Hunter S Thompson has always prowled the no-man's-land between truth and fiction, a zone where fear is a good way to greet the day and paranoia 'is just another word for ignorance'. When he first started working it was the Time of Nixon and this grey area seemed like the place to be, although in later years Thompson's act seemed in danger of getting a bit tired. No longer. In the Age of Ashcroft, the gonzo author's fear and loathing have never seemed more apt. The bad guys aren't just winning; they've already won. But he's still raging against the machine, even as the rest of us cower in our homes, hoping nobody's reading our e-mails or sprinkling anthrax in our junk mail.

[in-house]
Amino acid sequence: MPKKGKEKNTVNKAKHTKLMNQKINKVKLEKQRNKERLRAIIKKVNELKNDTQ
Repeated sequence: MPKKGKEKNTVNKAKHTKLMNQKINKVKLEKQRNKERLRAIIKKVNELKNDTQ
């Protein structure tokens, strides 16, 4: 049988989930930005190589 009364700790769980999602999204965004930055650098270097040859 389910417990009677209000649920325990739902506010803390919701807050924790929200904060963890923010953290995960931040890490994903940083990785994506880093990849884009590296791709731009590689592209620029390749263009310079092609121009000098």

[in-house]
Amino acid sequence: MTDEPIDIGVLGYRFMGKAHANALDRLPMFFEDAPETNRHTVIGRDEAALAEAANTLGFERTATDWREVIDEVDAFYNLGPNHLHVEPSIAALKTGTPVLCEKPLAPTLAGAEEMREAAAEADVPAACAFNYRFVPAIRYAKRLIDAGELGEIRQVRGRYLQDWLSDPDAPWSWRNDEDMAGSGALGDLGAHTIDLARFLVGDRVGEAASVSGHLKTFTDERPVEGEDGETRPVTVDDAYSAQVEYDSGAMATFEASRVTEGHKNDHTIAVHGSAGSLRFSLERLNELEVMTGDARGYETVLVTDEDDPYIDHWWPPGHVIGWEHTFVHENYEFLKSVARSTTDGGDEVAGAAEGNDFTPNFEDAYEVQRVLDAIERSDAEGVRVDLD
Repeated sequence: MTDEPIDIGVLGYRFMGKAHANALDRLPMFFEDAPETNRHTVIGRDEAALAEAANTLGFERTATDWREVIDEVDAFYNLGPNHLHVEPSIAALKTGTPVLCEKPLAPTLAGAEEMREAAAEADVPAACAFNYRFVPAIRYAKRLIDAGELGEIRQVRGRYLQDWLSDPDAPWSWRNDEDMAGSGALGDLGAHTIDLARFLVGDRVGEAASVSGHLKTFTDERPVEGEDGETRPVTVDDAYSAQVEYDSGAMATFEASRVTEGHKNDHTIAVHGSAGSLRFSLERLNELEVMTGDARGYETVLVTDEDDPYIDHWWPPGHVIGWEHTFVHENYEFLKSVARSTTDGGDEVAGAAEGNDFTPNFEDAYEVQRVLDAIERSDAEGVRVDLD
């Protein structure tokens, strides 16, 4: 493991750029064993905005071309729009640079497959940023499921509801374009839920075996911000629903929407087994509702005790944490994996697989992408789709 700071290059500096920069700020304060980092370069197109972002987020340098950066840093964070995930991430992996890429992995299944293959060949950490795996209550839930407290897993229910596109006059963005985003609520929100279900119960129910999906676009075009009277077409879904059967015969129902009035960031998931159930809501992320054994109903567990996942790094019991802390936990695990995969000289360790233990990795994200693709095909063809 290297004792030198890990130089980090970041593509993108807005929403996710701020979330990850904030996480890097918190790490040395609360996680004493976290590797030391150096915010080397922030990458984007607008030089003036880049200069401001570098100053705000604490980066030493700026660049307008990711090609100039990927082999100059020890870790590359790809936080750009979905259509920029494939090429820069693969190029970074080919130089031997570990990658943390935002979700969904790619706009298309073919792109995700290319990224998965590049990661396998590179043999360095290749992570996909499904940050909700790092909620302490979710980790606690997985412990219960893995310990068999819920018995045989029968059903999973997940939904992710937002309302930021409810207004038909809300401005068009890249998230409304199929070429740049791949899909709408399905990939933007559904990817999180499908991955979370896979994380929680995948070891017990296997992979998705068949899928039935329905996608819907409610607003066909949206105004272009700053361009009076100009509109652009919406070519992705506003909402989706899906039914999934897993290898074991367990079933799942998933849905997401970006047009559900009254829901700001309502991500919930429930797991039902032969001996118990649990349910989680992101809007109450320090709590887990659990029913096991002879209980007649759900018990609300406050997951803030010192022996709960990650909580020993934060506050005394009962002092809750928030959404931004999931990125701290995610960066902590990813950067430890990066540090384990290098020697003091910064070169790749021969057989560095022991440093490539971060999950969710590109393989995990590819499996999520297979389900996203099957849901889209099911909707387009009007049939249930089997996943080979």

Thompson has always mixed his freaky literary persona with an even more outlandish public self, a volatile mix that became most explosive in 1970, when the drug taking, gun-loving author came perilously close to being elected Sheriff of Aspen, Colorado. At the time there was an aura of good-natured unreality